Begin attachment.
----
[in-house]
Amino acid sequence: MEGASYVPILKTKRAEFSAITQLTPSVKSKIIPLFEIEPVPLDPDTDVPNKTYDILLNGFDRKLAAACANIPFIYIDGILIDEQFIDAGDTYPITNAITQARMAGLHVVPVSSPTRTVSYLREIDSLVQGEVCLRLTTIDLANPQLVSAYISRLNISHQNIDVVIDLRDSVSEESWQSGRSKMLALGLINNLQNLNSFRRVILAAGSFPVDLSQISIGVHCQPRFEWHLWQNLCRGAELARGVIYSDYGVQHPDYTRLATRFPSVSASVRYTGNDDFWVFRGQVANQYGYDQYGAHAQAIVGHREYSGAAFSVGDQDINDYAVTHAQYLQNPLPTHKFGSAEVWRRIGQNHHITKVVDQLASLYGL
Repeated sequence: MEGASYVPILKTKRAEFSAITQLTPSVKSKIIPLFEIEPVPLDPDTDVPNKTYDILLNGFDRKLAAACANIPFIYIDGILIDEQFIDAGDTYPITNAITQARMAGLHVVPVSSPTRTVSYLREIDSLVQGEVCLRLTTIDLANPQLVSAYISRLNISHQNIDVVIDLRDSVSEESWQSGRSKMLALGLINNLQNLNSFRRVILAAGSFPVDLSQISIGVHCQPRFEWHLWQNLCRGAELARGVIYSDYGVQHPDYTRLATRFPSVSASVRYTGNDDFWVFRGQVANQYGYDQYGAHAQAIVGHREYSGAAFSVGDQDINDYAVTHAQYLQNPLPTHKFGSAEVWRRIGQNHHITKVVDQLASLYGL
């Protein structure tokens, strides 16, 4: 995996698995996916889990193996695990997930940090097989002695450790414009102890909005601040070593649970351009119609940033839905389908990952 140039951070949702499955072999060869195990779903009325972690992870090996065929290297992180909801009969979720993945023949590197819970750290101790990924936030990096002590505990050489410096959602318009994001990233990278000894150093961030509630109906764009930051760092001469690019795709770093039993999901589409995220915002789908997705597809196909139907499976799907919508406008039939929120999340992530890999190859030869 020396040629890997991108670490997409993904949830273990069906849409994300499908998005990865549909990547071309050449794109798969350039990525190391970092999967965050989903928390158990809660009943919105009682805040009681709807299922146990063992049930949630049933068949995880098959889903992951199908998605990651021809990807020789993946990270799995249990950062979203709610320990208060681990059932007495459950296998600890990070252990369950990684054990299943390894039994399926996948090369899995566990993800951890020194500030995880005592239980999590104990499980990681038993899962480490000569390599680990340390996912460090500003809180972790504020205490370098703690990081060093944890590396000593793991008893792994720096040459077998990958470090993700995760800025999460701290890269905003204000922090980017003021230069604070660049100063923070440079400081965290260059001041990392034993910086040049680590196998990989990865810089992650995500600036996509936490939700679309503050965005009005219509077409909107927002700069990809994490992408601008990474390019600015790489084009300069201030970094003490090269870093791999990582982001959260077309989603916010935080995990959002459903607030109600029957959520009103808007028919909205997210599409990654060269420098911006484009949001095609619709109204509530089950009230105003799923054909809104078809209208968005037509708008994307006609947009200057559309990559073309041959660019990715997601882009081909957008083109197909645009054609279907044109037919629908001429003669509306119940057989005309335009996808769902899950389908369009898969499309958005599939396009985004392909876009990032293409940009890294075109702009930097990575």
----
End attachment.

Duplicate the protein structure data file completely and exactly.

[in-house]
Amino acid sequence: MEGASYVPILKTKRAEFSAITQLTPSVKSKIIPLFEIEPVPLDPDTDVPNKTYDILLNGFDRKLAAACANIPFIYIDGILIDEQFIDAGDTYPITNAITQARMAGLHVVPVSSPTRTVSYLREIDSLVQGEVCLRLTTIDLANPQLVSAYISRLNISHQNIDVVIDLRDSVSEESWQSGRSKMLALGLINNLQNLNSFRRVILAAGSFPVDLSQISIGVHCQPRFEWHLWQNLCRGAELARGVIYSDYGVQHPDYTRLATRFPSVSASVRYTGNDDFWVFRGQVANQYGYDQYGAHAQAIVGHREYSGAAFSVGDQDINDYAVTHAQYLQNPLPTHKFGSAEVWRRIGQNHHITKVVDQLASLYGL
Repeated sequence: MEGASYVPILKTKRAEFSAITQLTPSVKSKIIPLFEIEPVPLDPDTDVPNKTYDILLNGFDRKLAAACANIPFIYIDGILIDEQFIDAGDTYPITNAITQARMAGLHVVPVSSPTRTVSYLREIDSLVQGEVCLRLTTIDLANPQLVSAYISRLNISHQNIDVVIDLRDSVSEESWQSGRSKMLALGLINNLQNLNSFRRVILAAGSFPVDLSQISIGVHCQPRFEWHLWQNLCRGAELARGVIYSDYGVQHPDYTRLATRFPSVSASVRYTGNDDFWVFRGQVANQYGYDQYGAHAQAIVGHREYSGAAFSVGDQDINDYAVTHAQYLQNPLPTHKFGSAEVWRRIGQNHHITKVVDQLASLYGL
């Protein structure tokens, strides 16, 4: 995996698995996916889990193996695990997930940090097989002695450790414009102890909005601040070593649970351009119609940033839905389908990952 140039951070949702499955072999060869195990779903009325972690992870090996065929290297992180909801009969979720993945023949590197819970750290101790990924936030990096002590505990050489410096959602318009994001990233990278000894150093961030509630109906764009930051760092001469690019795709770093039993999901589409995220915002789908997705597809196909139907499976799907919508406008039939929120999340992530890999190859030869 020396040629890997991108670490997409993904949830273990069906849409994300499908998005990865549909990547071309050449794109798969350039990525190391970092999967965050989903928390158990809660009943919105009682805040009681709807299922146990063992049930949630049933068949995880098959889903992951199908998605990651021809990807020789993946990270799995249990950062979203709610320990208060681990059932007495459950296998600890990070252990369950990684054990299943390894039994399926996948090369899995566990993800951890020194500030995880005592239980999590104990499980990681038993899962480490000569390599680990340390996912460090500003809180972790504020205490370098703690990081060093944890590396000593793991008893792994720096040459077998990958470090993700995760800025999460701290890269905003204000922090980017003021230069604070660049100063923070440079400081965290260059001041990392034993910086040049680590196998990989990865810089992650995500600036996509936490939700679309503050965005009005219509077409909107927002700069990809994490992408601008990474390019600015790489084009300069201030970094003490090269870093791999990582982001959260077309989603916010935080995990959002459903607030109600029957959520009103808007028919909205997210599409990654060269420098911006484009949001095609619709109204509530089950009230105003799923054909809104078809209208968005037509708008994307006609947009200057559309990559073309041959660019990715997601882009081909957008083109197909645009054609279907044109037919629908001429003669509306119940057989005309335009996808769902899950389908369009898969499309958005599939396009985004392909876009990032293409940009890294075109702009930097990575």